More nicely trimmed was the Belevedere family. The Club Coupe and four-door sedan were joined by a two-door Sport Coupe in six-cylinder form. A six-passenger convertible coupe was offered but only with the 318-cubic inch, 230-horsepower V-8 engine. The imported ragtop listed for $3,580, f.o.b. Windsor.

 The 1959 Plymouth Fury four-door hardtop listed for $3,379 f.o.b. Windsor, Ontario and tipped the scales at 3,510 pounds. Wisdom of the day was that a car should cost under a dollar a pound for true value.
            Fury was the fastest and most fabulous of the Plymouth clan. The base mill installed under the hoods of these beauties was the 313-cubic inch, 235-horsepower V-8. The luxurious four-door sedan was built in Windsor, while the two- and four-door hardtops were imported from the States.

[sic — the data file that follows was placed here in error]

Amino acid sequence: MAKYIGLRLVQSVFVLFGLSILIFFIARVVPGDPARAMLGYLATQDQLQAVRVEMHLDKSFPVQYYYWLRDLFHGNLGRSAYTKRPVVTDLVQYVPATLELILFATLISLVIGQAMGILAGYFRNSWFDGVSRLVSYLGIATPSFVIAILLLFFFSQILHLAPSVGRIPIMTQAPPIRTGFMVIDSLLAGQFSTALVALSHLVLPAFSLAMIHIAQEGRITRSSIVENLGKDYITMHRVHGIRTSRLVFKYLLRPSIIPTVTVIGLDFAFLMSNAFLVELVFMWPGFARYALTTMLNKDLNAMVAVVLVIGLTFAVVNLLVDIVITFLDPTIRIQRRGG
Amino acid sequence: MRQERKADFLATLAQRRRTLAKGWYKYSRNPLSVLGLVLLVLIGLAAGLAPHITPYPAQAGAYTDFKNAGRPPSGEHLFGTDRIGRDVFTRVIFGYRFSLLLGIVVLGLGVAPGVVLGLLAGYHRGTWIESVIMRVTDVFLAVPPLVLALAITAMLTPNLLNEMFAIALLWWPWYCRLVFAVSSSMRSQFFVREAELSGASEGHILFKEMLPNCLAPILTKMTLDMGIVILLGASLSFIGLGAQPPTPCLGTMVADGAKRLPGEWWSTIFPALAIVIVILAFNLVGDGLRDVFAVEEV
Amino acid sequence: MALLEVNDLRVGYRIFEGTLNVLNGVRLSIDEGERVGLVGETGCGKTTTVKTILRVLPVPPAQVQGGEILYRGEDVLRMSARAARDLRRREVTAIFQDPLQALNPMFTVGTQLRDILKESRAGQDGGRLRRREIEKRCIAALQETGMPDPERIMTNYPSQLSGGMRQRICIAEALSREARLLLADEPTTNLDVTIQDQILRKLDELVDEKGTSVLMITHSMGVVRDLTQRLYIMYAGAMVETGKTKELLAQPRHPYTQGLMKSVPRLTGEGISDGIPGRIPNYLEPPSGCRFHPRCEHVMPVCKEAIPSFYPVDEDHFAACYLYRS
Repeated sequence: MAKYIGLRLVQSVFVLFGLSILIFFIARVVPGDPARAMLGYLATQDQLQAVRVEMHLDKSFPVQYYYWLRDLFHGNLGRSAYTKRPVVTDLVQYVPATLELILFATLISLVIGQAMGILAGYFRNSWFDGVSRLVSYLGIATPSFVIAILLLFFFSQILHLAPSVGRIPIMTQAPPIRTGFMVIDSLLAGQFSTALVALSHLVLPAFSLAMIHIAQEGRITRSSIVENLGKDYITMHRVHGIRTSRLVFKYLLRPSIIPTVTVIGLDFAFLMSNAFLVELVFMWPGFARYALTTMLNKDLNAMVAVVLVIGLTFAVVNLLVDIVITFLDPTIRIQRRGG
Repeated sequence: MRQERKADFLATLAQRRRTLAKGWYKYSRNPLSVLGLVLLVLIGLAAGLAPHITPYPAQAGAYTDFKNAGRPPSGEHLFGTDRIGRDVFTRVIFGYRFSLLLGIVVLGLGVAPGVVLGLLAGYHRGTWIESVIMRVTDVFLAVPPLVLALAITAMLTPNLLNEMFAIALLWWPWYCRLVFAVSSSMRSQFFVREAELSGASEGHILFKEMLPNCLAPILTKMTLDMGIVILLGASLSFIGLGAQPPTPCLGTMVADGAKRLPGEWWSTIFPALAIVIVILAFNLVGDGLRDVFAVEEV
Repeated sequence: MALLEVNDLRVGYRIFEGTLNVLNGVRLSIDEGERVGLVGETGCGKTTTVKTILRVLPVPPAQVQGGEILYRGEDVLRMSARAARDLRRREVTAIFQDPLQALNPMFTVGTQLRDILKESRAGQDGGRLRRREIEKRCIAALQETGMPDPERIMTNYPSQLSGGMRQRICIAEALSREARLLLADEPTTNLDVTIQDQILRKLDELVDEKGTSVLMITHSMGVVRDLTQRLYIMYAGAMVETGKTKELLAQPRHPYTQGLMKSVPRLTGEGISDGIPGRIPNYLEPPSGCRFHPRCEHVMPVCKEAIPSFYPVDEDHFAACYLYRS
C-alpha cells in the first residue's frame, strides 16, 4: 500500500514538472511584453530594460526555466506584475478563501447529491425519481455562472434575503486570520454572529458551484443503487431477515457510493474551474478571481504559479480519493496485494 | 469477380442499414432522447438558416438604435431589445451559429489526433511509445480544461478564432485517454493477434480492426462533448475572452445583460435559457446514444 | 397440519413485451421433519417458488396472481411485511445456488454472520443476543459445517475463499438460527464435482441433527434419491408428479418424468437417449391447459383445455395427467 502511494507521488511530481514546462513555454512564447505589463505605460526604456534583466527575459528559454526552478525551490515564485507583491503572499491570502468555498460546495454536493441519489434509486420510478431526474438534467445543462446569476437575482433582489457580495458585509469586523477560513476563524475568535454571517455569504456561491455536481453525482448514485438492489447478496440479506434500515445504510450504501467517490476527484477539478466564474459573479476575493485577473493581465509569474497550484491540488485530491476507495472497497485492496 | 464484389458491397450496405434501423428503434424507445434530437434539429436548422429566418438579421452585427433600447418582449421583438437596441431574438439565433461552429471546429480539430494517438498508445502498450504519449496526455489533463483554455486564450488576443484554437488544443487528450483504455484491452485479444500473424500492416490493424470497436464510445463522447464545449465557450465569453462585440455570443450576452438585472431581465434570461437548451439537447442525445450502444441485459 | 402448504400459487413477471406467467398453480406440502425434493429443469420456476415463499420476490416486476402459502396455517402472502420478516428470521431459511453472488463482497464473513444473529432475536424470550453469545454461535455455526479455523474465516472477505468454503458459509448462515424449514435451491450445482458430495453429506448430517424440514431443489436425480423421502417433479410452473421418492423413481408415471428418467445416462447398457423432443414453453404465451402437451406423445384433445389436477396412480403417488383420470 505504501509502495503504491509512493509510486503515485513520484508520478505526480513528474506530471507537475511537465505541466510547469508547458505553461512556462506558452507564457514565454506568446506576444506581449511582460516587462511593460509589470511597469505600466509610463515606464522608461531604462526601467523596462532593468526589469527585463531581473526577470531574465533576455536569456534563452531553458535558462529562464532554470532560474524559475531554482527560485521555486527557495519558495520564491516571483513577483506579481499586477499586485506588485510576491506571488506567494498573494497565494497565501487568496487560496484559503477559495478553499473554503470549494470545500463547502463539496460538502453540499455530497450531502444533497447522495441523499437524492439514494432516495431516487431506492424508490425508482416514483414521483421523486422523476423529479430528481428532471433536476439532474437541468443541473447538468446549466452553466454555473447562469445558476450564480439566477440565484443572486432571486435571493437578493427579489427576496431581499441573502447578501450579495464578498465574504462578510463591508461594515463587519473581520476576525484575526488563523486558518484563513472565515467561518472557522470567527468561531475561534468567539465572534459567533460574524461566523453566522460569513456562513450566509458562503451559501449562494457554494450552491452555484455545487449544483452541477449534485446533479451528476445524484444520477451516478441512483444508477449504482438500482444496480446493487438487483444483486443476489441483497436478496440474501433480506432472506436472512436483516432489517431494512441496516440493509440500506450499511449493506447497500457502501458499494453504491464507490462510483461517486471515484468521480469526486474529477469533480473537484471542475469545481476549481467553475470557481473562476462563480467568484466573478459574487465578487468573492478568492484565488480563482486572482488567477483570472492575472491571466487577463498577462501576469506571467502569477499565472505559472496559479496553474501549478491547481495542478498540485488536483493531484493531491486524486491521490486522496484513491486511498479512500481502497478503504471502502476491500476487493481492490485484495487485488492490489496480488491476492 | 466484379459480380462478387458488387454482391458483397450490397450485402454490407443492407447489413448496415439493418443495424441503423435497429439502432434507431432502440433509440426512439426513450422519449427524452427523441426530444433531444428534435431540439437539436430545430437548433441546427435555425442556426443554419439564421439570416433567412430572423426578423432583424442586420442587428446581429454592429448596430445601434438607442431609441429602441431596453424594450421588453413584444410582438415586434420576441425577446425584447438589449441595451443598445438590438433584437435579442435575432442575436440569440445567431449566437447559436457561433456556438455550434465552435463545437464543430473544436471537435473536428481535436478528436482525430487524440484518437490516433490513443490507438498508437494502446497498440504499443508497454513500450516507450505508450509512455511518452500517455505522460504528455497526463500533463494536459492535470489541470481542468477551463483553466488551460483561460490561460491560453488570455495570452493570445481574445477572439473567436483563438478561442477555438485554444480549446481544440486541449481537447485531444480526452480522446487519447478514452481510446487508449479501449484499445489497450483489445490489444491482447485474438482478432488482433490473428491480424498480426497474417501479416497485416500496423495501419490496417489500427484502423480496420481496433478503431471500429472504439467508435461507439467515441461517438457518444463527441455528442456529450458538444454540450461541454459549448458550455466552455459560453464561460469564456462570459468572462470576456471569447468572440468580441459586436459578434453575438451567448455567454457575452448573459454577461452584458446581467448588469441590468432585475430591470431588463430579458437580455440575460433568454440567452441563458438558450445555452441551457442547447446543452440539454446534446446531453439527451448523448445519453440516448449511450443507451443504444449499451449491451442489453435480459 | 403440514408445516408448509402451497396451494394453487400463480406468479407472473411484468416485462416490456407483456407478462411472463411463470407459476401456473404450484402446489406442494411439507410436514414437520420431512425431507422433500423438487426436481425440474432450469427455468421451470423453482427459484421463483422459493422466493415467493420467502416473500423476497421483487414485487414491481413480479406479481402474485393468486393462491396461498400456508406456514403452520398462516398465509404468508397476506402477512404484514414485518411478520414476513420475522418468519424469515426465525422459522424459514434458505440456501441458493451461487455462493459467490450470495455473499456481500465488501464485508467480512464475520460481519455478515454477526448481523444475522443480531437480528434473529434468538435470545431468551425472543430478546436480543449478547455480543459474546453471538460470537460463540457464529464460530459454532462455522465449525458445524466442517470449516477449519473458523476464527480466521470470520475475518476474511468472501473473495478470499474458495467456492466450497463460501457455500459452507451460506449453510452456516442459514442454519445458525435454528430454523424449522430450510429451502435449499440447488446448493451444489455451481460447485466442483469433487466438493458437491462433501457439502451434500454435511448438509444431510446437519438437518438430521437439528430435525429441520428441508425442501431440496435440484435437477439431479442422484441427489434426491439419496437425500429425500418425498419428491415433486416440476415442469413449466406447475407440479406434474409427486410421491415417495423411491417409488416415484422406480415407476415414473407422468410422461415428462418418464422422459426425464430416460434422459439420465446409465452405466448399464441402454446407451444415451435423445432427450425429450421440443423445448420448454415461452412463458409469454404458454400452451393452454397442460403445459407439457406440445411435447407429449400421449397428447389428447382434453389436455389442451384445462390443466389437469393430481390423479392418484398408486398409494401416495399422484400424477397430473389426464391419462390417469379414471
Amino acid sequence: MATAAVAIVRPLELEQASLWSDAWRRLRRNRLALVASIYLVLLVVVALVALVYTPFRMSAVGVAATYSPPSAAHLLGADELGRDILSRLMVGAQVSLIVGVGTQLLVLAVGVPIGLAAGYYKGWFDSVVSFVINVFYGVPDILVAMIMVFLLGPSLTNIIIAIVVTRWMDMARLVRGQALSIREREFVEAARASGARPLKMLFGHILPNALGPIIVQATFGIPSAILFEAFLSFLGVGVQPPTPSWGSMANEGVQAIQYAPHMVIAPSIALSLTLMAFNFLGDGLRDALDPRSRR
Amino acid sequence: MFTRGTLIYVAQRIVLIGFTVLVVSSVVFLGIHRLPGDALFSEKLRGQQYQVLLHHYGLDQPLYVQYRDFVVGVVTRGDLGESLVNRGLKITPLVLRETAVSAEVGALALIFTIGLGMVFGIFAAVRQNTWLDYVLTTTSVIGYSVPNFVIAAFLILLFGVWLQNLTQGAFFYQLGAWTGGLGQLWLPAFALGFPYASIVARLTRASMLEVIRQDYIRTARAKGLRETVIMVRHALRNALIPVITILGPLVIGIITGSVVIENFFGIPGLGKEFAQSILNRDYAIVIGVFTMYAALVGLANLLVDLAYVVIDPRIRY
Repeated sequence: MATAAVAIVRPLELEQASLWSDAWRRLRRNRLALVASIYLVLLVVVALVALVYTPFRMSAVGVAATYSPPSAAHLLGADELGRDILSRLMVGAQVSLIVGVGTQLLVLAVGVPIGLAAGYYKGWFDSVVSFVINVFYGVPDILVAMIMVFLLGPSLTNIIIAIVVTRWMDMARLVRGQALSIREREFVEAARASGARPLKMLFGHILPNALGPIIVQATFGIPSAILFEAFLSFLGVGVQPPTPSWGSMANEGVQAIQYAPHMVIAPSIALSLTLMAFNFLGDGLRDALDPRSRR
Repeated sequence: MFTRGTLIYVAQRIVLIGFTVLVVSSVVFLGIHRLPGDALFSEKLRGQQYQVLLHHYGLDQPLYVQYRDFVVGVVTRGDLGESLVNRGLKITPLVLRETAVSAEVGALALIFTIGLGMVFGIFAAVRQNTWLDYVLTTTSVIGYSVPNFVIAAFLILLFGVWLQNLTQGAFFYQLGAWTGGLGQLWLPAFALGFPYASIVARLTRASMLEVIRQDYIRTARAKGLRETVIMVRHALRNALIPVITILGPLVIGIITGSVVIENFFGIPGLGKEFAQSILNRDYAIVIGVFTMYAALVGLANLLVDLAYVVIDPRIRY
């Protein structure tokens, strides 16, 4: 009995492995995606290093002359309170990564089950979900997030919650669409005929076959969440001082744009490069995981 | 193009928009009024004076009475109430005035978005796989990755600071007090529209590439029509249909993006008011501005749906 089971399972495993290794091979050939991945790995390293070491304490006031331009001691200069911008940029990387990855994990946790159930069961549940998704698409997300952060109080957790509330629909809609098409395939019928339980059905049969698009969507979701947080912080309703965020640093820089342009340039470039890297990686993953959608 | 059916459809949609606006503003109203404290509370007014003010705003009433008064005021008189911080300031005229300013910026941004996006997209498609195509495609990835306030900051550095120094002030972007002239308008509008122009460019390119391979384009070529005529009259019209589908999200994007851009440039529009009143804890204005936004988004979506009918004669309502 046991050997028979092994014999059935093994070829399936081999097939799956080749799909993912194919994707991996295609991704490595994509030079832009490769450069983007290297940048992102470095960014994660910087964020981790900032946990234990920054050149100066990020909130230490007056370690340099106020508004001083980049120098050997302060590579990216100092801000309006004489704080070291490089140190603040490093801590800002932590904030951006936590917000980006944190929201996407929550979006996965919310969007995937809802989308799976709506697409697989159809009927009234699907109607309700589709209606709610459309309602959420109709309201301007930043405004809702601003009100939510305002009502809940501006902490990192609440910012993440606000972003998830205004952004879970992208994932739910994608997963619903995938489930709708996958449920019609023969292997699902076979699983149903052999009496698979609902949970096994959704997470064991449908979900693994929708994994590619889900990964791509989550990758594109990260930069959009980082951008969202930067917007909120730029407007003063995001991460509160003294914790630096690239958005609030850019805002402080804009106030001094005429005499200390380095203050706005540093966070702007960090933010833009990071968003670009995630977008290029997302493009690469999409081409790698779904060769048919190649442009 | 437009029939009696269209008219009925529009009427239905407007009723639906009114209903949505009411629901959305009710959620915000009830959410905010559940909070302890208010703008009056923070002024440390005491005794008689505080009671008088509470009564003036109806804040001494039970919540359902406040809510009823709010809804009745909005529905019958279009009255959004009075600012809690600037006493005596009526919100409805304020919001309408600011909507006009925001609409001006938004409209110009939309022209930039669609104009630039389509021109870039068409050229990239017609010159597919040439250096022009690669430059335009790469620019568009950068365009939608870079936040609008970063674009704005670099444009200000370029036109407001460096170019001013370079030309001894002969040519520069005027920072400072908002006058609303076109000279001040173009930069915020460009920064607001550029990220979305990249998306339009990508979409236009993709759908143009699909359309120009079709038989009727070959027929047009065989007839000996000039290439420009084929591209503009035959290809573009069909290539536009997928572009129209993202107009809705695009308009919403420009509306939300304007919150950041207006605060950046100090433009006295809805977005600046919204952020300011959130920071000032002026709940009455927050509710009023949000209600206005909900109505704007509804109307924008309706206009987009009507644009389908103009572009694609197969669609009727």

In a bid to add a few sales to a faltering model year, a Sport Fury was introduced. These rakish two- and four-door hardtops came equipped with monstrous 361-cubic inch V-8s shoehorned into their engine bays. With 290 horses to command, no doubt Queen Jezebel would have chosen to race them through the streets of Jerusalem.

Plymouth offered six wagons. “First in features, first in fun,” shrilled the headline along with the not-so-modest announcement that the Plymouth wagon was the “biggest and brawniest in its field.”  It certainly had plenty of payload area; interiors boasted more than 100 cubic feet of usable space. Locating the spare tire behind the rear fender and making it accessible from the outside of the car was the secret behind that cavernous cargo area.